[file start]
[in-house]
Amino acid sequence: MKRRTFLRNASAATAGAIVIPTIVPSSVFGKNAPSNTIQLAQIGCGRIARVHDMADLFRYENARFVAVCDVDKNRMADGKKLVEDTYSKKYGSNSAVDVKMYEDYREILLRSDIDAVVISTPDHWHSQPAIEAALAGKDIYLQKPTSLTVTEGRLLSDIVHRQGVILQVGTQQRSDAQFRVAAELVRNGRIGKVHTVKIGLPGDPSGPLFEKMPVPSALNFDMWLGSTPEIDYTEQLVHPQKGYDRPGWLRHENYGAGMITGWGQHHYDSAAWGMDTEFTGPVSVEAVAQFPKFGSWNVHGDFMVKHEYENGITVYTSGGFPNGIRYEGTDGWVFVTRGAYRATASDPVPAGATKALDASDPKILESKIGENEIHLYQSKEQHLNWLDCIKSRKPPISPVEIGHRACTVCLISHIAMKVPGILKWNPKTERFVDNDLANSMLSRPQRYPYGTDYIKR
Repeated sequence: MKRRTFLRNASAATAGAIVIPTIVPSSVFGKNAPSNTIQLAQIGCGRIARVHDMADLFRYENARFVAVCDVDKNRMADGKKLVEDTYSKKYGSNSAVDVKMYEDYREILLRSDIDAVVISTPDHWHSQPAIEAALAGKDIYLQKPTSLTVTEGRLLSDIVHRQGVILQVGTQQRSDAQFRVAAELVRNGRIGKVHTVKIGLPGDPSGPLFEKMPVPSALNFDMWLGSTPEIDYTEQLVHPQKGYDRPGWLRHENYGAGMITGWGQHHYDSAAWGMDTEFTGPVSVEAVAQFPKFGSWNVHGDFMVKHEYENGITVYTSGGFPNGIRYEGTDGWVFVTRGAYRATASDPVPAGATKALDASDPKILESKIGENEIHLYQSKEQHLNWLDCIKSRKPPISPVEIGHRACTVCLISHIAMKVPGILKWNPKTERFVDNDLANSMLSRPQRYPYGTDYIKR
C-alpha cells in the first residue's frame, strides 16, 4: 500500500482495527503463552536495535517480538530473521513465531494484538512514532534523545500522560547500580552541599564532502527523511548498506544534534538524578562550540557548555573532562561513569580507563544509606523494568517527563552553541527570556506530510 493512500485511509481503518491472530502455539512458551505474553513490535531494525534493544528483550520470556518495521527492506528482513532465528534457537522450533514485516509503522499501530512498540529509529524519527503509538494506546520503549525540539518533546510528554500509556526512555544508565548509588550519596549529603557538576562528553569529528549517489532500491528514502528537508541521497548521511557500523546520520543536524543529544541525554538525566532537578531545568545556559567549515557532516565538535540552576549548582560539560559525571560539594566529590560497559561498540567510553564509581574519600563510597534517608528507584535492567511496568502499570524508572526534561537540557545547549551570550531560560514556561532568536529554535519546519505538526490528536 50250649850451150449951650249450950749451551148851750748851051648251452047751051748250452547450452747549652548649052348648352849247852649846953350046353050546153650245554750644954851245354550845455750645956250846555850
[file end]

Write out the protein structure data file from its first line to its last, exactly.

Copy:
[in-house]
Amino acid sequence: MKRRTFLRNASAATAGAIVIPTIVPSSVFGKNAPSNTIQLAQIGCGRIARVHDMADLFRYENARFVAVCDVDKNRMADGKKLVEDTYSKKYGSNSAVDVKMYEDYREILLRSDIDAVVISTPDHWHSQPAIEAALAGKDIYLQKPTSLTVTEGRLLSDIVHRQGVILQVGTQQRSDAQFRVAAELVRNGRIGKVHTVKIGLPGDPSGPLFEKMPVPSALNFDMWLGSTPEIDYTEQLVHPQKGYDRPGWLRHENYGAGMITGWGQHHYDSAAWGMDTEFTGPVSVEAVAQFPKFGSWNVHGDFMVKHEYENGITVYTSGGFPNGIRYEGTDGWVFVTRGAYRATASDPVPAGATKALDASDPKILESKIGENEIHLYQSKEQHLNWLDCIKSRKPPISPVEIGHRACTVCLISHIAMKVPGILKWNPKTERFVDNDLANSMLSRPQRYPYGTDYIKR
Repeated sequence: MKRRTFLRNASAATAGAIVIPTIVPSSVFGKNAPSNTIQLAQIGCGRIARVHDMADLFRYENARFVAVCDVDKNRMADGKKLVEDTYSKKYGSNSAVDVKMYEDYREILLRSDIDAVVISTPDHWHSQPAIEAALAGKDIYLQKPTSLTVTEGRLLSDIVHRQGVILQVGTQQRSDAQFRVAAELVRNGRIGKVHTVKIGLPGDPSGPLFEKMPVPSALNFDMWLGSTPEIDYTEQLVHPQKGYDRPGWLRHENYGAGMITGWGQHHYDSAAWGMDTEFTGPVSVEAVAQFPKFGSWNVHGDFMVKHEYENGITVYTSGGFPNGIRYEGTDGWVFVTRGAYRATASDPVPAGATKALDASDPKILESKIGENEIHLYQSKEQHLNWLDCIKSRKPPISPVEIGHRACTVCLISHIAMKVPGILKWNPKTERFVDNDLANSMLSRPQRYPYGTDYIKR
C-alpha cells in the first residue's frame, strides 16, 4: 500500500482495527503463552536495535517480538530473521513465531494484538512514532534523545500522560547500580552541599564532502527523511548498506544534534538524578562550540557548555573532562561513569580507563544509606523494568517527563552553541527570556506530510 493512500485511509481503518491472530502455539512458551505474553513490535531494525534493544528483550520470556518495521527492506528482513532465528534457537522450533514485516509503522499501530512498540529509529524519527503509538494506546520503549525540539518533546510528554500509556526512555544508565548509588550519596549529603557538576562528553569529528549517489532500491528514502528537508541521497548521511557500523546520520543536524543529544541525554538525566532537578531545568545556559567549515557532516565538535540552576549548582560539560559525571560539594566529590560497559561498540567510553564509581574519600563510597534517608528507584535492567511496568502499570524508572526534561537540557545547549551570550531560560514556561532568536529554535519546519505538526490528536 50250649850451150449951650249450950749451551148851750748851051648251452047751051748250452547450452747549652548649052348648352849247852649846953350046353050546153650245554750644954851245354550845455750645956250846555850